Common Core: How Much is it Damaging Test Scores?
One of the biggest K-12 stories this week has been the drop in test scores in New York state, with proficiency rates plunging by about 40 to 50 percent on the English/language arts and math tests from their 2012 previous levels. But New York isn't the only state dealing with dips in performance, as two other states, California and Wyoming, announced this week. Both those states attributed at least part of their less-severe declines to the Common Core State Standards. But unlike in the Empire State, where officials such as Commissioner of Education John King attributed virtually the entire plunge to the common core but claimed it was ultimately good for the state long-term, it's not quite clear that the new standards have played quite the same kind of role elsewhere, particularly in California.
For the first time in several years, California students' performance declined on their state assessments, the Standardized Testing and Reporting exams (or STAR) in English/language arts and math this year, although the drops were significantly less dramatic than in New York. The Sacramento Bee has the numbers: Statewide, 51.2 percent of students in grades 2-11 tested in math were proficient, off very slightly from 51.5 percent last year, while in English, the proficiency rate dipped from 57.2 to 56.4. Math test scores had previously increased for five straight years, while English scores had climbed for the last eight years.
What's the cause for the small drops? California Superintendent of Public Instruction Tom Torlakson said in an Aug. 8 statement that the lower scores come at a time of "ongoing budget reductions and the transition to the Common Core State Standards." However, Torlakson also says in the statement that this is likely the last year of the state's STAR exams, as California gets ready to field-test new assessments explicitly aligned to the common core from the Smarter Balanced Assessment Consortium. So there's been no introduction so far of dramatically different exams in California, unlike in the Empire State.
Remember, California has been dealing with budget woes for several years. In essence, Torlakson seems to be arguing that the introduction of the standards themselves to teachers is part of the explanation. That's a very different environment than the one in New York, where the old tests were scrapped and new, common-core aligned exams from Pearson were brought in this year. Common core supporters might argue that teaching to higher standards and then giving the older, No Child Left Behind Act-era assessments could actually lead to higher scores. But California's top K-12 official is saying the fact that teachers now have to deal with the standards is contributing to lower performance, even though the old assessment remains.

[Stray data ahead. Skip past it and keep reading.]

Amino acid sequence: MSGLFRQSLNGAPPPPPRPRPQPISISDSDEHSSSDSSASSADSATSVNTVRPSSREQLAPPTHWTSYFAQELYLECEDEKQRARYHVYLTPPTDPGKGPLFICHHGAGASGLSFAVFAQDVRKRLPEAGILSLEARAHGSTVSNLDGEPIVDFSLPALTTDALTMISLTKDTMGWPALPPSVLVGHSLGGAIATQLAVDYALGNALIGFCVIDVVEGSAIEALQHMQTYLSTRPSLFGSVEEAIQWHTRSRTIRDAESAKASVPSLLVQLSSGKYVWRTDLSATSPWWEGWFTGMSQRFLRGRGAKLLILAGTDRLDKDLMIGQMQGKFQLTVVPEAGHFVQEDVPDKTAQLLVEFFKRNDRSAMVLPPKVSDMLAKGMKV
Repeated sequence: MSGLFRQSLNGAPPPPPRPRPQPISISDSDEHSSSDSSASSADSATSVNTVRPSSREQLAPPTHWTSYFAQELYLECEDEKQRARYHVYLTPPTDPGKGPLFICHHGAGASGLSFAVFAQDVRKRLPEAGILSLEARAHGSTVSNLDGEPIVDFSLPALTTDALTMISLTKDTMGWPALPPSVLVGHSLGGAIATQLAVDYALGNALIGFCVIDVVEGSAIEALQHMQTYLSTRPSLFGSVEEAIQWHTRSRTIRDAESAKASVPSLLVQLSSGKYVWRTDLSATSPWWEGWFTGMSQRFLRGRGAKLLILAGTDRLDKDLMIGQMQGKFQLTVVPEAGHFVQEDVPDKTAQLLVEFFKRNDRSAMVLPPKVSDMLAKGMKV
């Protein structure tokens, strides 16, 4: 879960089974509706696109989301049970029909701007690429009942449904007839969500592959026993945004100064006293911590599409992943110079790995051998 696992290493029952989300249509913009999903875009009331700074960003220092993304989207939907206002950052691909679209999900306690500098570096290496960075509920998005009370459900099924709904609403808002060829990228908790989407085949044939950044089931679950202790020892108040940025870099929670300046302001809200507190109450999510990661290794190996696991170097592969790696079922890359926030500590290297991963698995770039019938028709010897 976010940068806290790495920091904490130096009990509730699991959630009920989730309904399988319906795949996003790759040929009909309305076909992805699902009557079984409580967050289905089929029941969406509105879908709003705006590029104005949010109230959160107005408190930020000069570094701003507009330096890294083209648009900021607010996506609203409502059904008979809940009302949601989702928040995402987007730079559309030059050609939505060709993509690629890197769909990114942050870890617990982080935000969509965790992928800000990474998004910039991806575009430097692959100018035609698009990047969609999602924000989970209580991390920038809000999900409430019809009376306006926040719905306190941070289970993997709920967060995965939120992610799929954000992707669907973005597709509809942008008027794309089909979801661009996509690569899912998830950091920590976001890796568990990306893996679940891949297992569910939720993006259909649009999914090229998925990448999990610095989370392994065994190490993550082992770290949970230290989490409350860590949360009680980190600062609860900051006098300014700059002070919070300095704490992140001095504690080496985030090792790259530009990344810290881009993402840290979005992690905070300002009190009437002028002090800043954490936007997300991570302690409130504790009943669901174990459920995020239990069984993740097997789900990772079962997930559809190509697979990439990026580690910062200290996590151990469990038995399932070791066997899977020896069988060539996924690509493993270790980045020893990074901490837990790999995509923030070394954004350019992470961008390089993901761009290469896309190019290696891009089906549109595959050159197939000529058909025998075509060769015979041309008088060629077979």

Now let's go from the largest state by population to the smallest, Wyoming, where officials released scores from the Proficiency Assessments for Wyoming Students (PAWS). Performance declined in each grade level and content area this year from the 2012 scores, with the biggest drop of 6.5 percentage points in 5th grade reading. Once again, new state Education Director Rich Crandall attributes these scores to the common core: "Questions on the 2013 PAWS are also more closely aligned with the Common Core State Standards." He also said that next year, PAWS will include "mostly" new questions, and that "all items" will address the common core.
So in Wyoming, the tests themselves and their new alignment closer to the common core could be seen as more directly involved than in California. Still, you'll notice that the proficiency drops in Wyoming aren't nearly as dramatic as the ones in New York. If Wyoming's experience is anything like New York's, however, the significantly different assessments in 2014 could lead to New York-like proficiency drops.
Remember, however, that some aren't buying the argument that the new test scores, like the kind students put up in New York, represent a new era of tough truth-telling for public schools and a long-term benefit for states. For example, the United Federation of Teachers, the teachers' union in New York City, was angered that what it calls bungled decisions by top officials around curriculum and the new standards made students, teachers, and schools look bad.